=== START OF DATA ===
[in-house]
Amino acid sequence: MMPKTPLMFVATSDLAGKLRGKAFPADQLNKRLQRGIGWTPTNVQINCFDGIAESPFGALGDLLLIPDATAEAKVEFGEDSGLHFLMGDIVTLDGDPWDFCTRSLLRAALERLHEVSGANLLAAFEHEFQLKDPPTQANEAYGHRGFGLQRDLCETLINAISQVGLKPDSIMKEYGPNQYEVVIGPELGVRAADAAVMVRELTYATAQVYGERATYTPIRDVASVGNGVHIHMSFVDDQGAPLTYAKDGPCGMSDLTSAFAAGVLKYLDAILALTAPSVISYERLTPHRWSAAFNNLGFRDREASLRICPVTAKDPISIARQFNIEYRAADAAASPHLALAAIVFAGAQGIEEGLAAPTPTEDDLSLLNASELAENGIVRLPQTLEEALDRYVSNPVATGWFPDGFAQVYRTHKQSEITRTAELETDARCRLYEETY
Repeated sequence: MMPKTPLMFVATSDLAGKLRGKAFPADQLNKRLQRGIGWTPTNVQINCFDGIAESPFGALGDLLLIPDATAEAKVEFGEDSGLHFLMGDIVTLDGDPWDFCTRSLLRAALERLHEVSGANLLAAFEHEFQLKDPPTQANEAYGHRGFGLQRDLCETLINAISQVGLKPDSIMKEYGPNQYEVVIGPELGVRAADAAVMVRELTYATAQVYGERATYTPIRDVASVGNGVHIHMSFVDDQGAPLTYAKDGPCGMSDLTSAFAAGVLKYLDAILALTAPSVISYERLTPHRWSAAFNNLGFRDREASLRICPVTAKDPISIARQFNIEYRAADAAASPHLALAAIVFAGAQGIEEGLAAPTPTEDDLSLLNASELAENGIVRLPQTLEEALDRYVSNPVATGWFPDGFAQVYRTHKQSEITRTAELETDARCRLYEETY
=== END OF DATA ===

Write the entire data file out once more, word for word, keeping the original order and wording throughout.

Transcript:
[in-house]
Amino acid sequence: MMPKTPLMFVATSDLAGKLRGKAFPADQLNKRLQRGIGWTPTNVQINCFDGIAESPFGALGDLLLIPDATAEAKVEFGEDSGLHFLMGDIVTLDGDPWDFCTRSLLRAALERLHEVSGANLLAAFEHEFQLKDPPTQANEAYGHRGFGLQRDLCETLINAISQVGLKPDSIMKEYGPNQYEVVIGPELGVRAADAAVMVRELTYATAQVYGERATYTPIRDVASVGNGVHIHMSFVDDQGAPLTYAKDGPCGMSDLTSAFAAGVLKYLDAILALTAPSVISYERLTPHRWSAAFNNLGFRDREASLRICPVTAKDPISIARQFNIEYRAADAAASPHLALAAIVFAGAQGIEEGLAAPTPTEDDLSLLNASELAENGIVRLPQTLEEALDRYVSNPVATGWFPDGFAQVYRTHKQSEITRTAELETDARCRLYEETY
Repeated sequence: MMPKTPLMFVATSDLAGKLRGKAFPADQLNKRLQRGIGWTPTNVQINCFDGIAESPFGALGDLLLIPDATAEAKVEFGEDSGLHFLMGDIVTLDGDPWDFCTRSLLRAALERLHEVSGANLLAAFEHEFQLKDPPTQANEAYGHRGFGLQRDLCETLINAISQVGLKPDSIMKEYGPNQYEVVIGPELGVRAADAAVMVRELTYATAQVYGERATYTPIRDVASVGNGVHIHMSFVDDQGAPLTYAKDGPCGMSDLTSAFAAGVLKYLDAILALTAPSVISYERLTPHRWSAAFNNLGFRDREASLRICPVTAKDPISIARQFNIEYRAADAAASPHLALAAIVFAGAQGIEEGLAAPTPTEDDLSLLNASELAENGIVRLPQTLEEALDRYVSNPVATGWFPDGFAQVYRTHKQSEITRTAELETDARCRLYEETY